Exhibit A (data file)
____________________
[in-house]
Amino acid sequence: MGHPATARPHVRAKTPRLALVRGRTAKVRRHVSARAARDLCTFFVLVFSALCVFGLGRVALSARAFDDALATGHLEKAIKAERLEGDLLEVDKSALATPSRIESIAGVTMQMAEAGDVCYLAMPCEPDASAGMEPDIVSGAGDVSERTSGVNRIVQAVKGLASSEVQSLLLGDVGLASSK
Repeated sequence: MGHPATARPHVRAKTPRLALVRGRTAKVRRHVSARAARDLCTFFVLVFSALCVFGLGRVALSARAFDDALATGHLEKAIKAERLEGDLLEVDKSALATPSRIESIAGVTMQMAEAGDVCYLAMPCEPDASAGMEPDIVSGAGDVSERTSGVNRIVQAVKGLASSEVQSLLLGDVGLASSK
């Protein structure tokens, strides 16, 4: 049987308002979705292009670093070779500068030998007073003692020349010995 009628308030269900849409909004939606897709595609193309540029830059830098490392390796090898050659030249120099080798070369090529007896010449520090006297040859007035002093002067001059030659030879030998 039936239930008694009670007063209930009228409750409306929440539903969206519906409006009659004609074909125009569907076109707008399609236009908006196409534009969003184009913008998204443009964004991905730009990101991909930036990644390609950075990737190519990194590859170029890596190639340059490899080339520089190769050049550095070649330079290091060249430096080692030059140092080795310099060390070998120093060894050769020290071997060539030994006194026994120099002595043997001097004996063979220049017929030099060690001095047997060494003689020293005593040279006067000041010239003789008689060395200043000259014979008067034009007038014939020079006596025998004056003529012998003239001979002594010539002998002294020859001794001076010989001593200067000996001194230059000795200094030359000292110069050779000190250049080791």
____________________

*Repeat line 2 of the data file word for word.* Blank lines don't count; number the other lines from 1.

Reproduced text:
Amino acid sequence: MGHPATARPHVRAKTPRLALVRGRTAKVRRHVSARAARDLCTFFVLVFSALCVFGLGRVALSARAFDDALATGHLEKAIKAERLEGDLLEVDKSALATPSRIESIAGVTMQMAEAGDVCYLAMPCEPDASAGMEPDIVSGAGDVSERTSGVNRIVQAVKGLASSEVQSLLLGDVGLASSK